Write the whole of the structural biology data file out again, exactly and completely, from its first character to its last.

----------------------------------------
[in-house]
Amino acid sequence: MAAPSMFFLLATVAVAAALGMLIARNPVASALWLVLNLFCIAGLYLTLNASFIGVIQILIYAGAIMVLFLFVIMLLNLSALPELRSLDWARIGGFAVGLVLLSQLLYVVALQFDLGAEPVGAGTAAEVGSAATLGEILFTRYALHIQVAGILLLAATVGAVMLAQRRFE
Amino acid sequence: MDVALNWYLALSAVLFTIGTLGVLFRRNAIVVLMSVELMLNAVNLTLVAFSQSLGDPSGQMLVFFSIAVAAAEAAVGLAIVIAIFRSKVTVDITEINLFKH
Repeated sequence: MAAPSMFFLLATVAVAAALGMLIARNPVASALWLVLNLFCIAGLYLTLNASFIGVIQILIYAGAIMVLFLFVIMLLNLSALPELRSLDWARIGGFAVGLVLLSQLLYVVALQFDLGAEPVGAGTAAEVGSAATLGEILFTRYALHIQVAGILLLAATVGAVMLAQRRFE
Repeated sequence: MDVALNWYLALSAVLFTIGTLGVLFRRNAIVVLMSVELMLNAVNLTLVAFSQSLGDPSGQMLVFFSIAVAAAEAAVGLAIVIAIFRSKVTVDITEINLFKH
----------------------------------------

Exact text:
[in-house]
Amino acid sequence: MAAPSMFFLLATVAVAAALGMLIARNPVASALWLVLNLFCIAGLYLTLNASFIGVIQILIYAGAIMVLFLFVIMLLNLSALPELRSLDWARIGGFAVGLVLLSQLLYVVALQFDLGAEPVGAGTAAEVGSAATLGEILFTRYALHIQVAGILLLAATVGAVMLAQRRFE
Amino acid sequence: MDVALNWYLALSAVLFTIGTLGVLFRRNAIVVLMSVELMLNAVNLTLVAFSQSLGDPSGQMLVFFSIAVAAAEAAVGLAIVIAIFRSKVTVDITEINLFKH
Repeated sequence: MAAPSMFFLLATVAVAAALGMLIARNPVASALWLVLNLFCIAGLYLTLNASFIGVIQILIYAGAIMVLFLFVIMLLNLSALPELRSLDWARIGGFAVGLVLLSQLLYVVALQFDLGAEPVGAGTAAEVGSAATLGEILFTRYALHIQVAGILLLAATVGAVMLAQRRFE
Repeated sequence: MDVALNWYLALSAVLFTIGTLGVLFRRNAIVVLMSVELMLNAVNLTLVAFSQSLGDPSGQMLVFFSIAVAAAEAAVGLAIVIAIFRSKVTVDITEINLFKH